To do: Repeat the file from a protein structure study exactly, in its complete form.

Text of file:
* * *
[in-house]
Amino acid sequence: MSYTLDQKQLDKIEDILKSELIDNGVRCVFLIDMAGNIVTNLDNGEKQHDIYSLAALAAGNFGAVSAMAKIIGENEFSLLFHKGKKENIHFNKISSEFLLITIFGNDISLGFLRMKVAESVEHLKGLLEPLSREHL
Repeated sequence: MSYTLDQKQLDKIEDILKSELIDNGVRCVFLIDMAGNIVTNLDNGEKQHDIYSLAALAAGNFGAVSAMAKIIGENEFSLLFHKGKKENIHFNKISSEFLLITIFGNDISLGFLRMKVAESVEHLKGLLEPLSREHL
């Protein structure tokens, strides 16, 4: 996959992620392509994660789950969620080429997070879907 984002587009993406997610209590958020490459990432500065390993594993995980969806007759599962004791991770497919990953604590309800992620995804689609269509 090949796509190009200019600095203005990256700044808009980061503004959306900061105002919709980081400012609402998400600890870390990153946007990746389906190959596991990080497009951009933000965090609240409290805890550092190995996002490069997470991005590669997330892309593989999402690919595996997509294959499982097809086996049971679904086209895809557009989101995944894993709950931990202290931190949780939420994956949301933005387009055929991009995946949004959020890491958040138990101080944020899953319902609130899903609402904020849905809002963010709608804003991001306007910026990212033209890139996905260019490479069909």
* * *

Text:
[in-house]
Amino acid sequence: MSYTLDQKQLDKIEDILKSELIDNGVRCVFLIDMAGNIVTNLDNGEKQHDIYSLAALAAGNFGAVSAMAKIIGENEFSLLFHKGKKENIHFNKISSEFLLITIFGNDISLGFLRMKVAESVEHLKGLLEPLSREHL
Repeated sequence: MSYTLDQKQLDKIEDILKSELIDNGVRCVFLIDMAGNIVTNLDNGEKQHDIYSLAALAAGNFGAVSAMAKIIGENEFSLLFHKGKKENIHFNKISSEFLLITIFGNDISLGFLRMKVAESVEHLKGLLEPLSREHL
């Protein structure tokens, strides 16, 4: 996959992620392509994660789950969620080429997070879907 984002587009993406997610209590958020490459990432500065390993594993995980969806007759599962004791991770497919990953604590309800992620995804689609269509 090949796509190009200019600095203005990256700044808009980061503004959306900061105002919709980081400012609402998400600890870390990153946007990746389906190959596991990080497009951009933000965090609240409290805890550092190995996002490069997470991005590669997330892309593989999402690919595996997509294959499982097809086996049971679904086209895809557009989101995944894993709950931990202290931190949780939420994956949301933005387009055929991009995946949004959020890491958040138990101080944020899953319902609130899903609402904020849905809002963010709608804003991001306007910026990212033209890139996905260019490479069909």